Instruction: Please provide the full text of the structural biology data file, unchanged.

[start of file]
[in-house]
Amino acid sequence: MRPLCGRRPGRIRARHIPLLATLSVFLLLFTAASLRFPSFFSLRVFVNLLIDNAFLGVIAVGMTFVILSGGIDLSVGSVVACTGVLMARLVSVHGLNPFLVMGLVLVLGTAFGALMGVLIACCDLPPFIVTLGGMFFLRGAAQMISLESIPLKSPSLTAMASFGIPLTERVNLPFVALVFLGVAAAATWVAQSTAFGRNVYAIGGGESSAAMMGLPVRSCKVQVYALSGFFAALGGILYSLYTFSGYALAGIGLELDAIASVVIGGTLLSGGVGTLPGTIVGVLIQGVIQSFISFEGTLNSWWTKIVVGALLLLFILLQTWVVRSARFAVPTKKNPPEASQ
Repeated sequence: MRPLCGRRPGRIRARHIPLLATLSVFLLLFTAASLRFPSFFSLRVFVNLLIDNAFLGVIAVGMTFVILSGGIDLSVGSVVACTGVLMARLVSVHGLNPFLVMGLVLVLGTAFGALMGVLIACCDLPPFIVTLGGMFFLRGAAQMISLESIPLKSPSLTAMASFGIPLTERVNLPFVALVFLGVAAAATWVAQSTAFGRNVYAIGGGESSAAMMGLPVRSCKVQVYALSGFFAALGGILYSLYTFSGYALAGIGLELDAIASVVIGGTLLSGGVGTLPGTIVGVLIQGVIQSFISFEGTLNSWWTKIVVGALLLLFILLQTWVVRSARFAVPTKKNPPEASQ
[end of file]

[in-house]
Amino acid sequence: MRPLCGRRPGRIRARHIPLLATLSVFLLLFTAASLRFPSFFSLRVFVNLLIDNAFLGVIAVGMTFVILSGGIDLSVGSVVACTGVLMARLVSVHGLNPFLVMGLVLVLGTAFGALMGVLIACCDLPPFIVTLGGMFFLRGAAQMISLESIPLKSPSLTAMASFGIPLTERVNLPFVALVFLGVAAAATWVAQSTAFGRNVYAIGGGESSAAMMGLPVRSCKVQVYALSGFFAALGGILYSLYTFSGYALAGIGLELDAIASVVIGGTLLSGGVGTLPGTIVGVLIQGVIQSFISFEGTLNSWWTKIVVGALLLLFILLQTWVVRSARFAVPTKKNPPEASQ
Repeated sequence: MRPLCGRRPGRIRARHIPLLATLSVFLLLFTAASLRFPSFFSLRVFVNLLIDNAFLGVIAVGMTFVILSGGIDLSVGSVVACTGVLMARLVSVHGLNPFLVMGLVLVLGTAFGALMGVLIACCDLPPFIVTLGGMFFLRGAAQMISLESIPLKSPSLTAMASFGIPLTERVNLPFVALVFLGVAAAATWVAQSTAFGRNVYAIGGGESSAAMMGLPVRSCKVQVYALSGFFAALGGILYSLYTFSGYALAGIGLELDAIASVVIGGTLLSGGVGTLPGTIVGVLIQGVIQSFISFEGTLNSWWTKIVVGALLLLFILLQTWVVRSARFAVPTKKNPPEASQ